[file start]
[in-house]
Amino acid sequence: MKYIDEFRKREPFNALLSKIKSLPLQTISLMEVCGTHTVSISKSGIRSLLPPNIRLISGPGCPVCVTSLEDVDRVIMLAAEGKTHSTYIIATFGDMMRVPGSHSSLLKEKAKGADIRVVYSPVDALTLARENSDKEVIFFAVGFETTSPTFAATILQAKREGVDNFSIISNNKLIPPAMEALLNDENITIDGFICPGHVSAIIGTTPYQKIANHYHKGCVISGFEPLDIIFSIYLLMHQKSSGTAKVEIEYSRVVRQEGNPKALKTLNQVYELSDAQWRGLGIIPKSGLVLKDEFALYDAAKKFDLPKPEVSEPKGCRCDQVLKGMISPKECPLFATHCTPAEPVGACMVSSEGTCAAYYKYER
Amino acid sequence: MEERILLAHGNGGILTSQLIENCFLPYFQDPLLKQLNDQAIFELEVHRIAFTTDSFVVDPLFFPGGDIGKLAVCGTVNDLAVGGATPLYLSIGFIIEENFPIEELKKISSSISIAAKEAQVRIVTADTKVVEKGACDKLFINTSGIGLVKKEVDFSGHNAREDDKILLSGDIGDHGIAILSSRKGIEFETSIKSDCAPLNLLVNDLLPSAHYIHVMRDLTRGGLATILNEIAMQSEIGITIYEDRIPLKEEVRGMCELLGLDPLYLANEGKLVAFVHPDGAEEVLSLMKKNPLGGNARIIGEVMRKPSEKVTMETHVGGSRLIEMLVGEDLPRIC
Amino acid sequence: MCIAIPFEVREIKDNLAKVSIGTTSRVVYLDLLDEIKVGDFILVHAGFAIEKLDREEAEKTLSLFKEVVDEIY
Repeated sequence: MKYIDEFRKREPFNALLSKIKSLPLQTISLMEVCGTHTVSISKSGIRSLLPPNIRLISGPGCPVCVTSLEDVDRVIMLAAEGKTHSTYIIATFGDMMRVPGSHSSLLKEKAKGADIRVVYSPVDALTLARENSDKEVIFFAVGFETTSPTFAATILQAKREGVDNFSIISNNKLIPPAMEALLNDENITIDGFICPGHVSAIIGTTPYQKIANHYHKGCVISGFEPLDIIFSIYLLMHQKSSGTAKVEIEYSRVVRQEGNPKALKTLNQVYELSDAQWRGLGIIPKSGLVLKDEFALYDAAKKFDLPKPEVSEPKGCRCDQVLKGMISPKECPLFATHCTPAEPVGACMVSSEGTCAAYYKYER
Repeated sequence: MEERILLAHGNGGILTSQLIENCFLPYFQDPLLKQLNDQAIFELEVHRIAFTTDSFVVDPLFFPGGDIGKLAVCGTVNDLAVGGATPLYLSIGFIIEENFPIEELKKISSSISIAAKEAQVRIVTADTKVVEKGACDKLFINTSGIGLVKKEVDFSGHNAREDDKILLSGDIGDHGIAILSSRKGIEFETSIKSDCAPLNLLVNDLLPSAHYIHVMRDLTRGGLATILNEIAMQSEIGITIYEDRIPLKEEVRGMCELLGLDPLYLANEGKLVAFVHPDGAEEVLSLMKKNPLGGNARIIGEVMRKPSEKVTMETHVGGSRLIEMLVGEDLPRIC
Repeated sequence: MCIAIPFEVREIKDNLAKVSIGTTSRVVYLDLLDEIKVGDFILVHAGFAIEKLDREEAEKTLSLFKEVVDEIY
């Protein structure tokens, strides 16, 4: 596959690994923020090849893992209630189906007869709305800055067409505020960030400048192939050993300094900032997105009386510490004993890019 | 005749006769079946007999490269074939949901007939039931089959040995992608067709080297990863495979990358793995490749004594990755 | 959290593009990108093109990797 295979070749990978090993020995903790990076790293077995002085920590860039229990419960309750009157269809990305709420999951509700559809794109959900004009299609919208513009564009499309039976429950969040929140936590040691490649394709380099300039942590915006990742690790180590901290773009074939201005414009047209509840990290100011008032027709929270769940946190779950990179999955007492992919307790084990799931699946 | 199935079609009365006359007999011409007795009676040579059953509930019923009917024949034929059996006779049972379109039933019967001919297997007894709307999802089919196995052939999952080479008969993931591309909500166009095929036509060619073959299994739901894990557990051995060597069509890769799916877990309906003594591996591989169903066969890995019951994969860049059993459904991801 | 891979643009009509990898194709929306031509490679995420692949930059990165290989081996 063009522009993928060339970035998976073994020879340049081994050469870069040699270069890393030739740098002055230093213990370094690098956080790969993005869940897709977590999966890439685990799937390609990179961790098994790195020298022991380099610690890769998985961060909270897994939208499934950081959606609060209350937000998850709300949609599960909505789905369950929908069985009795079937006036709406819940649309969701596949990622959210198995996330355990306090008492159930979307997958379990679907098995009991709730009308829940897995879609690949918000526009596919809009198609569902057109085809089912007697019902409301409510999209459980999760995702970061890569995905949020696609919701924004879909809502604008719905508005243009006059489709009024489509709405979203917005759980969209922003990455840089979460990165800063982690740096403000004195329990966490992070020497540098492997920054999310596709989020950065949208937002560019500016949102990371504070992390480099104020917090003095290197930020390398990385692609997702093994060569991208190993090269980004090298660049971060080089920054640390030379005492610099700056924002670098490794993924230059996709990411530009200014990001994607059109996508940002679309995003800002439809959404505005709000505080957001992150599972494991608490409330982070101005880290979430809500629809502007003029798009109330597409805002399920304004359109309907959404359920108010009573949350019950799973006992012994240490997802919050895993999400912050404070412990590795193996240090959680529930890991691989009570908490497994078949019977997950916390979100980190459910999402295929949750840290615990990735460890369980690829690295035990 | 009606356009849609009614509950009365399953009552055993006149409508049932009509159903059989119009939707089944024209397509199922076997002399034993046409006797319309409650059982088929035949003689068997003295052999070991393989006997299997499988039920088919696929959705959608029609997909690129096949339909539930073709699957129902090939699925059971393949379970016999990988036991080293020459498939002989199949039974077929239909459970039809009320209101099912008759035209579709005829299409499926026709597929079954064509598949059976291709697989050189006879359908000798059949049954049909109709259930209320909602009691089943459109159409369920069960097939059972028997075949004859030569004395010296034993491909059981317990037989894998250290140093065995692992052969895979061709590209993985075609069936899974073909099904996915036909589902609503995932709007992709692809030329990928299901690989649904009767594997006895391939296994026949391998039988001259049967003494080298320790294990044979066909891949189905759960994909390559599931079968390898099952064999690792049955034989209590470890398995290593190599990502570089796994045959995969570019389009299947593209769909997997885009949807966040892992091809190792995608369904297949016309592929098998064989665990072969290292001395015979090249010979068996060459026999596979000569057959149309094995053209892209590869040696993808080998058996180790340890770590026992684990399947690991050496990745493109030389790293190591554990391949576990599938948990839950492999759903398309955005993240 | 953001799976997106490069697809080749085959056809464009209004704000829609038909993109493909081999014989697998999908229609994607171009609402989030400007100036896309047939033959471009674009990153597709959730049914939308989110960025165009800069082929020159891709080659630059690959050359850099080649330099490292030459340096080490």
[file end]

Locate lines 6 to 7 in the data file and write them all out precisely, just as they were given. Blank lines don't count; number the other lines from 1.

Repeated sequence: MEERILLAHGNGGILTSQLIENCFLPYFQDPLLKQLNDQAIFELEVHRIAFTTDSFVVDPLFFPGGDIGKLAVCGTVNDLAVGGATPLYLSIGFIIEENFPIEELKKISSSISIAAKEAQVRIVTADTKVVEKGACDKLFINTSGIGLVKKEVDFSGHNAREDDKILLSGDIGDHGIAILSSRKGIEFETSIKSDCAPLNLLVNDLLPSAHYIHVMRDLTRGGLATILNEIAMQSEIGITIYEDRIPLKEEVRGMCELLGLDPLYLANEGKLVAFVHPDGAEEVLSLMKKNPLGGNARIIGEVMRKPSEKVTMETHVGGSRLIEMLVGEDLPRIC
Repeated sequence: MCIAIPFEVREIKDNLAKVSIGTTSRVVYLDLLDEIKVGDFILVHAGFAIEKLDREEAEKTLSLFKEVVDEIY